New Haven and 15 others cities around the state will be eligible in the upcoming months to apply for the Working Cities Challenge, a developmental grant available through the Federal Reserve Bank of Boston.
The Working Cities Challenge is designed to promote economic growth in low-income New England cities by contributing funds to “cross-sector” institutions. Starting Nov. 1, Connecticut cities that have a population greater than 25,000, a median family income below the state’s median and a poverty rate above the state’s can express their intent to apply for the grant. According to the U.S. Census Bureau, the median family income and poverty rate in Connecticut in 2014 are $69,899 and 10.5 percent, respectively.
Connecticut will provide $1 million in funding for the program and the remaining $2 million will be donated by various foundations, businesses and other donors, according to the program’s website.
“The premise for Working Cities Challenge is for cities to be successful and get traction on the knotty economic growth issues that they’re all facing,” Director of Working Cities Challenge CT David Radcliffe said. “That key to success is developing cross-sector collaborative teams that are organized around a shared vision.”
Before introducing Working Cities, the Boston Fed conducted studies on the importance of creating networks between governments, businesses and non-profit organizations, said New Haven’s Economic Development Administrator Matthew Nemerson SOM ’81. With the abundance of post-industrial cities throughout Massachusetts, Nemerson added, the Boston Fed decided to start the program in 2013 to help these types of cities build up cross-sector networks.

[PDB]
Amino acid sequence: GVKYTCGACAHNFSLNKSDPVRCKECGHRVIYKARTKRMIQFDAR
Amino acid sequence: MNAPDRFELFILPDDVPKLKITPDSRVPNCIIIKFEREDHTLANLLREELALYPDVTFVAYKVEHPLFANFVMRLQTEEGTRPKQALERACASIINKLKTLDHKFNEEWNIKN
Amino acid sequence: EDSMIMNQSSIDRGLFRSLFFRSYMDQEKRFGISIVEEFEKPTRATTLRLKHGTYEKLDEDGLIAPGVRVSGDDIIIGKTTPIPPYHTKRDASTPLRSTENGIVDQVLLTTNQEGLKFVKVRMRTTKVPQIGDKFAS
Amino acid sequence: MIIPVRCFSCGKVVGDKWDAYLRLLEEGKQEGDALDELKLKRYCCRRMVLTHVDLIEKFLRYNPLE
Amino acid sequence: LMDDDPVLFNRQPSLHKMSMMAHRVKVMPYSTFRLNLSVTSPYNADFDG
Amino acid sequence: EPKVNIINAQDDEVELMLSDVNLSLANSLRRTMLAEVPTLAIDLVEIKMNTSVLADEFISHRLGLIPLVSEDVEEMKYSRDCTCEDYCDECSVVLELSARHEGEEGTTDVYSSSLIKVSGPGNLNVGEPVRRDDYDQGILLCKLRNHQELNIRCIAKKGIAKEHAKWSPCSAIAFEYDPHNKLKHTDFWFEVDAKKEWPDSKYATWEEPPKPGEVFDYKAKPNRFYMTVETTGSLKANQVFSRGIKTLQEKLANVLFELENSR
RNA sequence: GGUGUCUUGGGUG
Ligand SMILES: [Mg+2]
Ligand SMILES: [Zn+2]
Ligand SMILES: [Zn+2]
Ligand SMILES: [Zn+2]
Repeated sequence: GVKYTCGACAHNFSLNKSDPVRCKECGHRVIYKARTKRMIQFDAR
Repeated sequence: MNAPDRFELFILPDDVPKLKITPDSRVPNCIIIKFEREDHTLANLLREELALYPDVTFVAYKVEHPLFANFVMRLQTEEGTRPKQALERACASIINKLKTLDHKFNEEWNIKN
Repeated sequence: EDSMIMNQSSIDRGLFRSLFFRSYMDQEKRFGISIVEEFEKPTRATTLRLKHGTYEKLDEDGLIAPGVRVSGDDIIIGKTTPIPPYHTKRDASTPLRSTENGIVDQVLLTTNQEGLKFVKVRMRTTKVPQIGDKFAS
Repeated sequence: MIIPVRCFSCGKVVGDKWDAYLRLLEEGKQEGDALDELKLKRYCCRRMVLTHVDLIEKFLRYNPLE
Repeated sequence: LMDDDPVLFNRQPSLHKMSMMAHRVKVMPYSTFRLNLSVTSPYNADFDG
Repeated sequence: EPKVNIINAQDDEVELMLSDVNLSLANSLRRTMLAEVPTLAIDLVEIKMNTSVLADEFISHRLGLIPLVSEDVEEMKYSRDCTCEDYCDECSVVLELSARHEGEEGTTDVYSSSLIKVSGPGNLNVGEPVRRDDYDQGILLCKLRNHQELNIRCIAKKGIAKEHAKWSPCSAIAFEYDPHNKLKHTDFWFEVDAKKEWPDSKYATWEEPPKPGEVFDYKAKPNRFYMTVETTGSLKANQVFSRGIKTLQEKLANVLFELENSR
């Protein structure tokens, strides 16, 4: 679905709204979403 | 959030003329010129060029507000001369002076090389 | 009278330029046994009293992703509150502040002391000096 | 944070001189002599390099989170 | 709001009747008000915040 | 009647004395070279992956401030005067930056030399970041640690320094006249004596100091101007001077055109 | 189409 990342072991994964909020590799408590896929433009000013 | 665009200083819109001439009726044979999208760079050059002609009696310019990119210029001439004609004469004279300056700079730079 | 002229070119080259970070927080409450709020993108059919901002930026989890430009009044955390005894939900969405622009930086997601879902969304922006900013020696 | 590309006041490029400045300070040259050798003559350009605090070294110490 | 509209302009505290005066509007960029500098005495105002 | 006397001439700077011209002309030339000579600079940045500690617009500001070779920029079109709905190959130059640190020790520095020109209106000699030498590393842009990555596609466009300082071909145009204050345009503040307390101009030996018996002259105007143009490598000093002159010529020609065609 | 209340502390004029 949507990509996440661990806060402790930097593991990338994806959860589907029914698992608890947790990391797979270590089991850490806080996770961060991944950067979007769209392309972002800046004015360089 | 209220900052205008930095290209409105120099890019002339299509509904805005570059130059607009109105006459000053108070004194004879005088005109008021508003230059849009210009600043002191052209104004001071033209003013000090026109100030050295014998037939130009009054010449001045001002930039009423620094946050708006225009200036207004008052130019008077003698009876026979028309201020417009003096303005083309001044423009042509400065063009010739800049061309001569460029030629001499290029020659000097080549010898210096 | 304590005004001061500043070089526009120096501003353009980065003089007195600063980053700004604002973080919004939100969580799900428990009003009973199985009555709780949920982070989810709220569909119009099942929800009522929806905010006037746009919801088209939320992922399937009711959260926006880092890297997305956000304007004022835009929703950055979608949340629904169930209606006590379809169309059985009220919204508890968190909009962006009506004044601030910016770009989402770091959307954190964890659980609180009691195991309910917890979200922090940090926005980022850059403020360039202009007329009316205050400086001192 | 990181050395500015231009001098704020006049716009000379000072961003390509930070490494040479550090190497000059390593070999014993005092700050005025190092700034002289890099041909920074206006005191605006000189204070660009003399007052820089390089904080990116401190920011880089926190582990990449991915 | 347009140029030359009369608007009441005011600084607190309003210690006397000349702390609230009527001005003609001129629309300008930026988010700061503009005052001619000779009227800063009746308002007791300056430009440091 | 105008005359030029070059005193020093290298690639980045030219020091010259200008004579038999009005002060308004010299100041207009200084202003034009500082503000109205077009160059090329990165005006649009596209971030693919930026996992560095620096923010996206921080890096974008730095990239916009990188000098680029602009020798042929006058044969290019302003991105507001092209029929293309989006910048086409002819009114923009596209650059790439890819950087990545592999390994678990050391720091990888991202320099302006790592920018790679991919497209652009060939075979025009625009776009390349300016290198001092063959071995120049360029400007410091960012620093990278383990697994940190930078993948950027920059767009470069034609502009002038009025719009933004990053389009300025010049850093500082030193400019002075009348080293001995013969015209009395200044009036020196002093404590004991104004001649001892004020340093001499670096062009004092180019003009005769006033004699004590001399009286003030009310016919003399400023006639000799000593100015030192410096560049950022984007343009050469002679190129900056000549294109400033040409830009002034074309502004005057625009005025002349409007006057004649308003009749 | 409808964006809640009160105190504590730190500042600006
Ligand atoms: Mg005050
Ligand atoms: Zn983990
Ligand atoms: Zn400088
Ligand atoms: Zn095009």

Though Working Cities started their work with larger, post-industrial cities in Massachusetts, the organization wanted to give the same opportunity to smaller cities. In its second round in 2015, Working Cities opened up grants to smaller Massachusetts cities, and, eventually, chose to expand to Rhode Island and Connecticut.
Working Cities planned a series of information sessions in each region of the Constitution State, one of which took place Sept. 28 in North Haven. At these sessions, leaders and residents from multiple cities in the region learn more about the challenge, criteria, timetable and other relevant information to decide whether or not their community should pursue the grant.
The Elm City already has many partnerships between sectors and has “sophisticated” non-profit organizations, Nemerson said, but the city will still seek out the grant.
“We’ll put together, I think, a very good team to apply,” Nemerson said.
After expressing the intent to apply, cities submit an application for the initial design phase of the grant, Radcliffe said. If the application is successful, cities earn $15,000 to continue the development of their application for the second phase. If the second application is successful, the city will receive a multiyear implementation award, winners of which have received up to $700,000.
How a city approaches economic growth is really up to them, Radcliffe said, so funds can be used for any project that can help the city.
For example, Springfield was awarded $475,000 this summer in the second round of Massachusetts’ Working Cities Challenge. The city plans to use the grant to help potential workers secure adequate jobs, said Richard Griffin, senior project manager at Springfield’s Office of Planning and Economic Development.
During Springfield’s development phase, the team used their $15,000 to hire consultants and to host community input meetings.
“A lot of people are head strong, so sometimes we had to bring in a consultant to keep us going in the right direction and to help us set up goals,” Griffin said.
Although Springfield has yet to receive its initial payment, the city plans to set up an improved job portal so job seekers can understand in more comprehensible English which skills are required for certain jobs, as well as to provide more workforce training for residents.
Eligible Connecticut cities include New Haven, Hartford, West Haven, Middletown and Bridgeport.